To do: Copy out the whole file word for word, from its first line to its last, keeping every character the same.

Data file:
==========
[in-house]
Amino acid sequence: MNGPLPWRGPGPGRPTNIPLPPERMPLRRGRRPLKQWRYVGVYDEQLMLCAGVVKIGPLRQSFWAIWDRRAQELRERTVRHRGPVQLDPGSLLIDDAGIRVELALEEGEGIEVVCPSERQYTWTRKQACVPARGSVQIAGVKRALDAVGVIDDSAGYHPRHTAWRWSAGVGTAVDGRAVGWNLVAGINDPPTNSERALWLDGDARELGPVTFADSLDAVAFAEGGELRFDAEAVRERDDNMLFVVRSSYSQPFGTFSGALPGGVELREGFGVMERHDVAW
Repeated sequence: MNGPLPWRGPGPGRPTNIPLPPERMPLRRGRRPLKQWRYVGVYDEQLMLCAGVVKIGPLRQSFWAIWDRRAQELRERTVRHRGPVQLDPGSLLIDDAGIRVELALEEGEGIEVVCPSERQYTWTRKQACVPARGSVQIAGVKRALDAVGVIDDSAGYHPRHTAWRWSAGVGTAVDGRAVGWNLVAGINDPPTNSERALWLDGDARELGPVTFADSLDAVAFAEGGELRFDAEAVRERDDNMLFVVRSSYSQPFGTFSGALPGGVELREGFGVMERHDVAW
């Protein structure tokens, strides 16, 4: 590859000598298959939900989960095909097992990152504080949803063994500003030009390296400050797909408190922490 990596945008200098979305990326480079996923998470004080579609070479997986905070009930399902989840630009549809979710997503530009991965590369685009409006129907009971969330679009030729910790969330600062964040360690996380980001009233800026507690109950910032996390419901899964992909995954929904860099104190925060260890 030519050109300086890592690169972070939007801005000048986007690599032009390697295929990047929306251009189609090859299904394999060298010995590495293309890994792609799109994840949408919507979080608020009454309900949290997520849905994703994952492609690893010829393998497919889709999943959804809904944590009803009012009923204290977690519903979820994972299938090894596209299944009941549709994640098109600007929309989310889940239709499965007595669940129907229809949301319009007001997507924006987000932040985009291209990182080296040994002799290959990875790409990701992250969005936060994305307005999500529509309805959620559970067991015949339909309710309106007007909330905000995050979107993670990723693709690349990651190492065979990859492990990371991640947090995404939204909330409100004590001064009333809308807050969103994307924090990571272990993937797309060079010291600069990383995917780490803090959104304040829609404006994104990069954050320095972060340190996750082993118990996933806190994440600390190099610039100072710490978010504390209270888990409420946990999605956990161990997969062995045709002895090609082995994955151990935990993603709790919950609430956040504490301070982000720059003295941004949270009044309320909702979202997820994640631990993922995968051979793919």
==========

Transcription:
[in-house]
Amino acid sequence: MNGPLPWRGPGPGRPTNIPLPPERMPLRRGRRPLKQWRYVGVYDEQLMLCAGVVKIGPLRQSFWAIWDRRAQELRERTVRHRGPVQLDPGSLLIDDAGIRVELALEEGEGIEVVCPSERQYTWTRKQACVPARGSVQIAGVKRALDAVGVIDDSAGYHPRHTAWRWSAGVGTAVDGRAVGWNLVAGINDPPTNSERALWLDGDARELGPVTFADSLDAVAFAEGGELRFDAEAVRERDDNMLFVVRSSYSQPFGTFSGALPGGVELREGFGVMERHDVAW
Repeated sequence: MNGPLPWRGPGPGRPTNIPLPPERMPLRRGRRPLKQWRYVGVYDEQLMLCAGVVKIGPLRQSFWAIWDRRAQELRERTVRHRGPVQLDPGSLLIDDAGIRVELALEEGEGIEVVCPSERQYTWTRKQACVPARGSVQIAGVKRALDAVGVIDDSAGYHPRHTAWRWSAGVGTAVDGRAVGWNLVAGINDPPTNSERALWLDGDARELGPVTFADSLDAVAFAEGGELRFDAEAVRERDDNMLFVVRSSYSQPFGTFSGALPGGVELREGFGVMERHDVAW
């Protein structure tokens, strides 16, 4: 590859000598298959939900989960095909097992990152504080949803063994500003030009390296400050797909408190922490 990596945008200098979305990326480079996923998470004080579609070479997986905070009930399902989840630009549809979710997503530009991965590369685009409006129907009971969330679009030729910790969330600062964040360690996380980001009233800026507690109950910032996390419901899964992909995954929904860099104190925060260890 030519050109300086890592690169972070939007801005000048986007690599032009390697295929990047929306251009189609090859299904394999060298010995590495293309890994792609799109994840949408919507979080608020009454309900949290997520849905994703994952492609690893010829393998497919889709999943959804809904944590009803009012009923204290977690519903979820994972299938090894596209299944009941549709994640098109600007929309989310889940239709499965007595669940129907229809949301319009007001997507924006987000932040985009291209990182080296040994002799290959990875790409990701992250969005936060994305307005999500529509309805959620559970067991015949339909309710309106007007909330905000995050979107993670990723693709690349990651190492065979990859492990990371991640947090995404939204909330409100004590001064009333809308807050969103994307924090990571272990993937797309060079010291600069990383995917780490803090959104304040829609404006994104990069954050320095972060340190996750082993118990996933806190994440600390190099610039100072710490978010504390209270888990409420946990999605956990161990997969062995045709002895090609082995994955151990935990993603709790919950609430956040504490301070982000720059003295941004949270009044309320909702979202997820994640631990993922995968051979793919």